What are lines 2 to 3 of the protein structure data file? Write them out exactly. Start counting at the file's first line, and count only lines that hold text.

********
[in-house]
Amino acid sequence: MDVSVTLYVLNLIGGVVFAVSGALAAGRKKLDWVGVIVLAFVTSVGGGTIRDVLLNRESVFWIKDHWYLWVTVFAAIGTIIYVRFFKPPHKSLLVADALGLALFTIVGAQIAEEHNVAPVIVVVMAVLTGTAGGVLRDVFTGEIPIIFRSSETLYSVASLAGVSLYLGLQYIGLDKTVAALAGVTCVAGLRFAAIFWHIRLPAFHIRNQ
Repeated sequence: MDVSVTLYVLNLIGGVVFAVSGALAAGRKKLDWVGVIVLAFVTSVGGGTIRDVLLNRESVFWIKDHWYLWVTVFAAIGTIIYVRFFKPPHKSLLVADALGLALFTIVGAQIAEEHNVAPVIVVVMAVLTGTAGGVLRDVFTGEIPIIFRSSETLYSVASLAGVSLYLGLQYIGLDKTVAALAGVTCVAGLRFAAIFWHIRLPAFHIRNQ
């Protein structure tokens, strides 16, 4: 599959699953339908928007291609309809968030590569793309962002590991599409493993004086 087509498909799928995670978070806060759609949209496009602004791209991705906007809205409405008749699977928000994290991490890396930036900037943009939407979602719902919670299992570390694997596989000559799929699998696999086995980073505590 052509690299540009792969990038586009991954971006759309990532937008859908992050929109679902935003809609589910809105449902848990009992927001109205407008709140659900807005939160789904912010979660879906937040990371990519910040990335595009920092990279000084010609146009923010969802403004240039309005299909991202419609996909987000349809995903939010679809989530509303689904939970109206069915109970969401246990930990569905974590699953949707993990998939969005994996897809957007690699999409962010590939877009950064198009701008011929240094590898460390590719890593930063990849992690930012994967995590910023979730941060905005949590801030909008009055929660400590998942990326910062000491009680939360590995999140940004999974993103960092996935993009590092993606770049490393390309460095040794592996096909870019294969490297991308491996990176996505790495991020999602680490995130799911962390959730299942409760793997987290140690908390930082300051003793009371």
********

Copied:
Amino acid sequence: MDVSVTLYVLNLIGGVVFAVSGALAAGRKKLDWVGVIVLAFVTSVGGGTIRDVLLNRESVFWIKDHWYLWVTVFAAIGTIIYVRFFKPPHKSLLVADALGLALFTIVGAQIAEEHNVAPVIVVVMAVLTGTAGGVLRDVFTGEIPIIFRSSETLYSVASLAGVSLYLGLQYIGLDKTVAALAGVTCVAGLRFAAIFWHIRLPAFHIRNQ
Repeated sequence: MDVSVTLYVLNLIGGVVFAVSGALAAGRKKLDWVGVIVLAFVTSVGGGTIRDVLLNRESVFWIKDHWYLWVTVFAAIGTIIYVRFFKPPHKSLLVADALGLALFTIVGAQIAEEHNVAPVIVVVMAVLTGTAGGVLRDVFTGEIPIIFRSSETLYSVASLAGVSLYLGLQYIGLDKTVAALAGVTCVAGLRFAAIFWHIRLPAFHIRNQ